Comment 94445

By j.servus (registered) | Posted November 07, 2013 at 10:10:23 in reply to Comment 94399

If what you're suggesting is that we pare Main down to three* (or even four) lanes, make some real sidewalks appropriately scaled for an urban thoroughfare, put in a two-way protected bike lane, and add some trees: I could be content with that. It would make Main a hospitable street for all users, and a more pleasant street for residents and businesses nearby. (There is still a lot of evidence that one way streets are far less safe for pedestrians.)

*Three lanes on Main east would result in each lane carrying about the same amount of traffic now carried by Garth and Upper James lanes, assuming traffic volume remains constant (but it has been dropping on Main, and would probably drop further if the road were narrowed). That would be a much more "space efficient" use of that real estate, quite adequate for the car users but also making a lot more space for other users. And the other users would enhance local commerce a lot more than through drivers do, so it would also be an economic boon. Why don't we do it tomorrow?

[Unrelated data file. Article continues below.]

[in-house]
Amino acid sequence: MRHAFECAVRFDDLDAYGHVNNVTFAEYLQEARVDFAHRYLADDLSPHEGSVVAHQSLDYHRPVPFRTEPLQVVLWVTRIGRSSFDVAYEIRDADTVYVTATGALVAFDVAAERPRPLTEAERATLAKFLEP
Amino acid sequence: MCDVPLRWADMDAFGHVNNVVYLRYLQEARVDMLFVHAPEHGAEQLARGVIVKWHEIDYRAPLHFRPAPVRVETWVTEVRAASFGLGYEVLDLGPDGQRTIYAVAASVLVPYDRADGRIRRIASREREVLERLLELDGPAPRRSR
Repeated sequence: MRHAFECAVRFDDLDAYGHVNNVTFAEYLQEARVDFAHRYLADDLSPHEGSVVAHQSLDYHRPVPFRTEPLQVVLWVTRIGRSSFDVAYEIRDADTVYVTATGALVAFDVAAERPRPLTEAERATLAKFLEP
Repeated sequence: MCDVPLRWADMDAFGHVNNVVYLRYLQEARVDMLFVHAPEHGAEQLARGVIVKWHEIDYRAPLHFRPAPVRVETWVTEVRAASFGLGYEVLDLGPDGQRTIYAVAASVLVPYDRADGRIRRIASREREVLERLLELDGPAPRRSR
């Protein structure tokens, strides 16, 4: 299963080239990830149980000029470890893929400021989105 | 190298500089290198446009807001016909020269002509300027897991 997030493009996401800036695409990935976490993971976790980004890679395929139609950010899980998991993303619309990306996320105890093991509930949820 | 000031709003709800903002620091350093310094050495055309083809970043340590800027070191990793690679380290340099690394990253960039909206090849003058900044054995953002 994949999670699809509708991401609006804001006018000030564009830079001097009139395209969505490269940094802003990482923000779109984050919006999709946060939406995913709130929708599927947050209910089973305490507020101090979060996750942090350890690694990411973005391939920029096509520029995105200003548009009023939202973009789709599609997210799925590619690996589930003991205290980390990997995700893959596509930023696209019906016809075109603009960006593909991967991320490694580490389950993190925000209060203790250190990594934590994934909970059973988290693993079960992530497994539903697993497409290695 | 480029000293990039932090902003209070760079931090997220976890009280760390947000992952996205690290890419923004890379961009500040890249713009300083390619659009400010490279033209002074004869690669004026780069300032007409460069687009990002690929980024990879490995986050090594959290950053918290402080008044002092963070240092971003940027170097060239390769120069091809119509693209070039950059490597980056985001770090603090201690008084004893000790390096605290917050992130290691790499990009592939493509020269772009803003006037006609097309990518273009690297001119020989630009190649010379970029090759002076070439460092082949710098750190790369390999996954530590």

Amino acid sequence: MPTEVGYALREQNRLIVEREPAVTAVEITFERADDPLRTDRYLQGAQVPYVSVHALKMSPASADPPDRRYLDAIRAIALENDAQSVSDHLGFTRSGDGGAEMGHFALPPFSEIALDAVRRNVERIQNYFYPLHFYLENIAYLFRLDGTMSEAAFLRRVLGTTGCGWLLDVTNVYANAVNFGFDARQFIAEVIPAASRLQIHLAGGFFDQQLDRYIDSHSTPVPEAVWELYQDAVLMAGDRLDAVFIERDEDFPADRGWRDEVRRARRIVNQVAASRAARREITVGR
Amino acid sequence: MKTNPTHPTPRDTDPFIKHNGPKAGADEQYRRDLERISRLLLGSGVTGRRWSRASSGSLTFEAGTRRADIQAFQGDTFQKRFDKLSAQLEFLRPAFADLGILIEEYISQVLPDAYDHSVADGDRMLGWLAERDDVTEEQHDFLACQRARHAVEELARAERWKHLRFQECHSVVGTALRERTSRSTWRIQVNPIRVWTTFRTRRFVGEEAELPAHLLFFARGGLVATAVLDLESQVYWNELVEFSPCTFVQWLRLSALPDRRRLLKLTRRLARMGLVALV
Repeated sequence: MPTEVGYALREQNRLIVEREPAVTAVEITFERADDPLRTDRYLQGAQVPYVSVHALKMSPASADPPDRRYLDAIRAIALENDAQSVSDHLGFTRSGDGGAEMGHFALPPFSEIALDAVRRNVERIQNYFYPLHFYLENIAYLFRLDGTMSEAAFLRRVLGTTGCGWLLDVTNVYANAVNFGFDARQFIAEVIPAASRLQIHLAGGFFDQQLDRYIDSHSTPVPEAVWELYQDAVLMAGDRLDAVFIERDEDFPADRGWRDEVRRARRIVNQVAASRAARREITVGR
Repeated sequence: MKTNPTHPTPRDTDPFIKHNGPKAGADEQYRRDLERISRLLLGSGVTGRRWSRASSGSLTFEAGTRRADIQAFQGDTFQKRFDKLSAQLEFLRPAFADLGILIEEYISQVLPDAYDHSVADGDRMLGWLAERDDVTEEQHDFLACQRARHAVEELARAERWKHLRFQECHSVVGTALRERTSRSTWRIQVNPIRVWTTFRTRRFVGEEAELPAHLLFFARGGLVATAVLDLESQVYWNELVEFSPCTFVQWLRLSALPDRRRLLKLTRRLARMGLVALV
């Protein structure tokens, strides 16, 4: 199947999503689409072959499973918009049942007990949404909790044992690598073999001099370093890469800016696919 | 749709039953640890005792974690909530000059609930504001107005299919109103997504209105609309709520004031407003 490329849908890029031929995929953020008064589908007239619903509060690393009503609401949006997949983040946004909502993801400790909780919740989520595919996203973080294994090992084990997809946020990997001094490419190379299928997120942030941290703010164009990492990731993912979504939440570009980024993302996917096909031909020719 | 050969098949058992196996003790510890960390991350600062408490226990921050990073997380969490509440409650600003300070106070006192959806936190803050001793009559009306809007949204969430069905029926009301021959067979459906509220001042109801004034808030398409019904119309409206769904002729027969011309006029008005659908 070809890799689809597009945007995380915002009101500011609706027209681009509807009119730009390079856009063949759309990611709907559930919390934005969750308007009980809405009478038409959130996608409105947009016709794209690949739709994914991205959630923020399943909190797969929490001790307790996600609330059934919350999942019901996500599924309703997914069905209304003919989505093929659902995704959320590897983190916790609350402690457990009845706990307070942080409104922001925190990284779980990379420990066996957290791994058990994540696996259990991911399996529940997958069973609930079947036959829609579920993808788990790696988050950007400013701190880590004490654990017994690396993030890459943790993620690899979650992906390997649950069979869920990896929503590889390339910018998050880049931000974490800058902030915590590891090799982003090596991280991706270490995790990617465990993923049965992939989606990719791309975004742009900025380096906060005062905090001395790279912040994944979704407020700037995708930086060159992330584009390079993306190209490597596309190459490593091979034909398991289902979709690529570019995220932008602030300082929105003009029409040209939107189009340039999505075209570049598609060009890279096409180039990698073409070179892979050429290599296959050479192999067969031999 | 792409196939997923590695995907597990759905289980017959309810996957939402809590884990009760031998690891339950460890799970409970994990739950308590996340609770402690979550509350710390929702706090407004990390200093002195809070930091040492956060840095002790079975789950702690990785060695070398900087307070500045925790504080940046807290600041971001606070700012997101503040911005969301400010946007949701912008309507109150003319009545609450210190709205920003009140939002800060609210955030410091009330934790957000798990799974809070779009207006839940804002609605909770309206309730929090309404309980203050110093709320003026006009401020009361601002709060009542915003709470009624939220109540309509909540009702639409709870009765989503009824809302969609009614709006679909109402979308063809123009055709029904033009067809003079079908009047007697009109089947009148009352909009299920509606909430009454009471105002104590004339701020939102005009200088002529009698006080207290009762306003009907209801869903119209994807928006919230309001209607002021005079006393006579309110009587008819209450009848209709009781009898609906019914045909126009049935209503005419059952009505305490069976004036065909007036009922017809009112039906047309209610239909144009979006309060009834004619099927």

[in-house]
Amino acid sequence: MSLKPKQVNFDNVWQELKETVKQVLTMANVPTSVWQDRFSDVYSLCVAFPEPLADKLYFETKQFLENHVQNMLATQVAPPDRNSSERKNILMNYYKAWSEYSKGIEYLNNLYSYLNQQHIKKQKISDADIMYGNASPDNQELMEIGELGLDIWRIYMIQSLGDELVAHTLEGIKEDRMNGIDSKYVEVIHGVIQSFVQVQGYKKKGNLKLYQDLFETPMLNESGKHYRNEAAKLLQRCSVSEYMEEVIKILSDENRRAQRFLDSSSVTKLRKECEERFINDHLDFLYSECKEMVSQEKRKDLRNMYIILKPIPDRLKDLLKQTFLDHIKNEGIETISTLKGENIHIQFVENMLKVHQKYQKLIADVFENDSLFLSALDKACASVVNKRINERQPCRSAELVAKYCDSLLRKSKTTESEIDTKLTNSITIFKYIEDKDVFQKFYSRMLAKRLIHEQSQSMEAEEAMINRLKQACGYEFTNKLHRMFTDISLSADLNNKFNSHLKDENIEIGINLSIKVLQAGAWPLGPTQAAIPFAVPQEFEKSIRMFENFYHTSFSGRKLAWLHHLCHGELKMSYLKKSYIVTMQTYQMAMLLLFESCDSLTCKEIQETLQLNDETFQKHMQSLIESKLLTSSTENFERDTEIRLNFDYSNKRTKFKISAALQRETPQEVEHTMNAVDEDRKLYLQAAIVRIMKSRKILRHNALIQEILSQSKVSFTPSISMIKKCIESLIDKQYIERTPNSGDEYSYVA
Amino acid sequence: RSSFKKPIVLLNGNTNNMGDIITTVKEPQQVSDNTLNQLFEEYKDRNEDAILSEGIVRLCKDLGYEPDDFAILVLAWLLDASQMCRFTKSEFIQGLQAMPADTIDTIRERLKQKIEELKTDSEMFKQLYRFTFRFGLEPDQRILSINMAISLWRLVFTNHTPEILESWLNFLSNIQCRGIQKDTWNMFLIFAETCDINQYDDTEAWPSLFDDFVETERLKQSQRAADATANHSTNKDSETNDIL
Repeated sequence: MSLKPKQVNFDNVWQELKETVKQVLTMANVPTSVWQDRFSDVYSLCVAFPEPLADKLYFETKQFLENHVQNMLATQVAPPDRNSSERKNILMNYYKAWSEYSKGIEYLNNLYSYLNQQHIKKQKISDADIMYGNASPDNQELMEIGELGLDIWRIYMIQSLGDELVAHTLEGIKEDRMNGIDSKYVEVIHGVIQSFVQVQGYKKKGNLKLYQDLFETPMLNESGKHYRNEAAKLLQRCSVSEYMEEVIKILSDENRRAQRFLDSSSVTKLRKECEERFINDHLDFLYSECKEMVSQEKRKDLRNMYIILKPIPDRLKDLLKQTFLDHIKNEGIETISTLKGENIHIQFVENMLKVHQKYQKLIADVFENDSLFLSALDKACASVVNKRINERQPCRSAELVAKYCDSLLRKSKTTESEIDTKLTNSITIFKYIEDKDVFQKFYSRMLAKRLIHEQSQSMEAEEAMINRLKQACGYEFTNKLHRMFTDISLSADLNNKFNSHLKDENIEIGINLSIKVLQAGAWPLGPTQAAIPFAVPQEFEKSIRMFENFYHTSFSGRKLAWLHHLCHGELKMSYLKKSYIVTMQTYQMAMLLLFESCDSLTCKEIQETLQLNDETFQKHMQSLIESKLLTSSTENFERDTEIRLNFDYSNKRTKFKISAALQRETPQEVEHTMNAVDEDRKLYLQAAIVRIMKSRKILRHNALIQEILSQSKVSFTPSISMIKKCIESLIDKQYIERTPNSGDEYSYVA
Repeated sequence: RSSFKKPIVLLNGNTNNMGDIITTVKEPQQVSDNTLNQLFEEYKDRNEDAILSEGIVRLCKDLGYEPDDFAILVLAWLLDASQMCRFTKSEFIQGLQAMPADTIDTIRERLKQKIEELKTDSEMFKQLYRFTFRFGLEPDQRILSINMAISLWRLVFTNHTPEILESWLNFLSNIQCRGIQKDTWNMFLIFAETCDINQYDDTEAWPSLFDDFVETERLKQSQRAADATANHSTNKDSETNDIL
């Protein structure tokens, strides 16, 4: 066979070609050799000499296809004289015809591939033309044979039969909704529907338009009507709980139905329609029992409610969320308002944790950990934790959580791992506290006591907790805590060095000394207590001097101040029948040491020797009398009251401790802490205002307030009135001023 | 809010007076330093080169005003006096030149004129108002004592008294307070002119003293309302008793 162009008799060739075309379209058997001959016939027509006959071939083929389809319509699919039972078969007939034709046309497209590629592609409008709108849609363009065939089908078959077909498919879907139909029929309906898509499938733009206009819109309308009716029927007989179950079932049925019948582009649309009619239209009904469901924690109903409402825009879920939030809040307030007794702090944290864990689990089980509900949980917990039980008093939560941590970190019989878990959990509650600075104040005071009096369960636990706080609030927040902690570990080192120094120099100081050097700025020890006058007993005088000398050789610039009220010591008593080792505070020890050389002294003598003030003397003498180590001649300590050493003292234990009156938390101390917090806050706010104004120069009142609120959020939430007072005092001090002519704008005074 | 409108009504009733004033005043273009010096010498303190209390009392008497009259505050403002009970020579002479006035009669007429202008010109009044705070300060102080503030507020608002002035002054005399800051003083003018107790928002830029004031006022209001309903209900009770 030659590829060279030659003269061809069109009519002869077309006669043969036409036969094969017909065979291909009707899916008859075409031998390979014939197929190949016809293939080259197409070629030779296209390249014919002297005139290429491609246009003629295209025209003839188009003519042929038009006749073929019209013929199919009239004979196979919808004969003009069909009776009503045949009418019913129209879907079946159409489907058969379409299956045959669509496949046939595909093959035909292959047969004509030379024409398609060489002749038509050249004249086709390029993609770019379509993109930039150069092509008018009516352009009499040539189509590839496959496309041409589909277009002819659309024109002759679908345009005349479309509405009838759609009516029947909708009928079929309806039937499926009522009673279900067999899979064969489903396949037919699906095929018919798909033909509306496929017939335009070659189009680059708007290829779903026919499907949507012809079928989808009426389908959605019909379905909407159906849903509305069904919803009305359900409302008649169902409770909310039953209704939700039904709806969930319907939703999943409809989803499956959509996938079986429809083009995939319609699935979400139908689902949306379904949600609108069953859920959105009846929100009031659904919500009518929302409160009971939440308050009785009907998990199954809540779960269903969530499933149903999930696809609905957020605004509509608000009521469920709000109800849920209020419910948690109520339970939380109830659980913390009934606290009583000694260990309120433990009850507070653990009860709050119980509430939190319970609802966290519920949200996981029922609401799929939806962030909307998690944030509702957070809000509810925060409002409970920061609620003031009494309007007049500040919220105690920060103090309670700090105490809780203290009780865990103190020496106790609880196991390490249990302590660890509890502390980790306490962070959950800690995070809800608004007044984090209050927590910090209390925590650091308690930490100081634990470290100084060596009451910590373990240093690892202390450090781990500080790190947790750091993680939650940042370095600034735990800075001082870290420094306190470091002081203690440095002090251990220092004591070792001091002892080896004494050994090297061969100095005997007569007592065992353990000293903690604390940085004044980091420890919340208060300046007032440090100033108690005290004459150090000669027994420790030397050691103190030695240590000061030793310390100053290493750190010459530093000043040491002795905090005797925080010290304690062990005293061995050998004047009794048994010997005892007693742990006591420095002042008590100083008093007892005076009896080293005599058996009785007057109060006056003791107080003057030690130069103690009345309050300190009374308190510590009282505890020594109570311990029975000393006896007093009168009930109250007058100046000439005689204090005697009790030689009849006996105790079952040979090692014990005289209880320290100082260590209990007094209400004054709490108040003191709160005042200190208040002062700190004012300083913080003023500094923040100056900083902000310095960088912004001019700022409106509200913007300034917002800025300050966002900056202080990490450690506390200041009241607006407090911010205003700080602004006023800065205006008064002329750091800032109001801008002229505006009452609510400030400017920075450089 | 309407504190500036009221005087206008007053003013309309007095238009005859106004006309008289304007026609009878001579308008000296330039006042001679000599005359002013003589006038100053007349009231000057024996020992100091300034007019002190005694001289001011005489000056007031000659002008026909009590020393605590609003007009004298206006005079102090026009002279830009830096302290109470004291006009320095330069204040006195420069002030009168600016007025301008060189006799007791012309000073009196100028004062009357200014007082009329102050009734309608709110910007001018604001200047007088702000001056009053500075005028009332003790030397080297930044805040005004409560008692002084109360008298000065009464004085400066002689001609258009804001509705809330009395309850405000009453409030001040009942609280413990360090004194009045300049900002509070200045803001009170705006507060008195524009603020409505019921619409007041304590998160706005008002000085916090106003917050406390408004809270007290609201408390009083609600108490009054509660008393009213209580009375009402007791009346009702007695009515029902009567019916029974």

Now, as for your suggestion (in the next comment) to lower the speed limit, first, I think the speed limit should certainly be lowered. 50 km posted speed gets you 60 km driving, and that's way too fast in so dense an area. But second, the main determinant of how fast drivers go is not the posted speed limit but the "feel" of the road. That's how speed traps work: the road "feels" like a highway, but is posted for a slower speed. Main feels like a highway, and its current configuration, five lanes of one way traffic and relatively few cars compared to the amount of available space, certainly adds to the speedway feel. If you added trees, a protected bike lane, wider sidewalks, you could go a long way to changing the feel of the road. But some such steps would, I think, have to complement lower speed limits, if the lower speed limits are to be effective.

Permalink | Context

Events Calendar

Recent Articles

Article Archives

Blog Archives

Site Tools